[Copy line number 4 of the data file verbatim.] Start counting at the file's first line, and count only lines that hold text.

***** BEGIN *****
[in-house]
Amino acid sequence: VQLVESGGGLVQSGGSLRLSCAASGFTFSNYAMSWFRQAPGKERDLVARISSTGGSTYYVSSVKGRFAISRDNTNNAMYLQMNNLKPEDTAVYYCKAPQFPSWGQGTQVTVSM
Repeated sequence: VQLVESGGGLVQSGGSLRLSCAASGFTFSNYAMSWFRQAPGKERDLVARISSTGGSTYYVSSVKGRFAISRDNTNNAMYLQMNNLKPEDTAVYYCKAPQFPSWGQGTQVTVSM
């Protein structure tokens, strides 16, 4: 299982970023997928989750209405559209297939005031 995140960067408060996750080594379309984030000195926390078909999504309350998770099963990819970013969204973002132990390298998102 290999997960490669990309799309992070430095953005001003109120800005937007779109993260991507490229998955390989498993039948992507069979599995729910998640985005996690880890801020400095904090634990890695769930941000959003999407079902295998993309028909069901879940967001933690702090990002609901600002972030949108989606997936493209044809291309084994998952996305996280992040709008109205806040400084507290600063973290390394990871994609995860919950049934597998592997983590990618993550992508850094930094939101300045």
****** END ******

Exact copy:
């Protein structure tokens, strides 16, 4: 299982970023997928989750209405559209297939005031 995140960067408060996750080594379309984030000195926390078909999504309350998770099963990819970013969204973002132990390298998102 290999997960490669990309799309992070430095953005001003109120800005937007779109993260991507490229998955390989498993039948992507069979599995729910998640985005996690880890801020400095904090634990890695769930941000959003999407079902295998993309028909069901879940967001933690702090990002609901600002972030949108989606997936493209044809291309084994998952996305996280992040709008109205806040400084507290600063973290390394990871994609995860919950049934597998592997983590990618993550992508850094930094939101300045």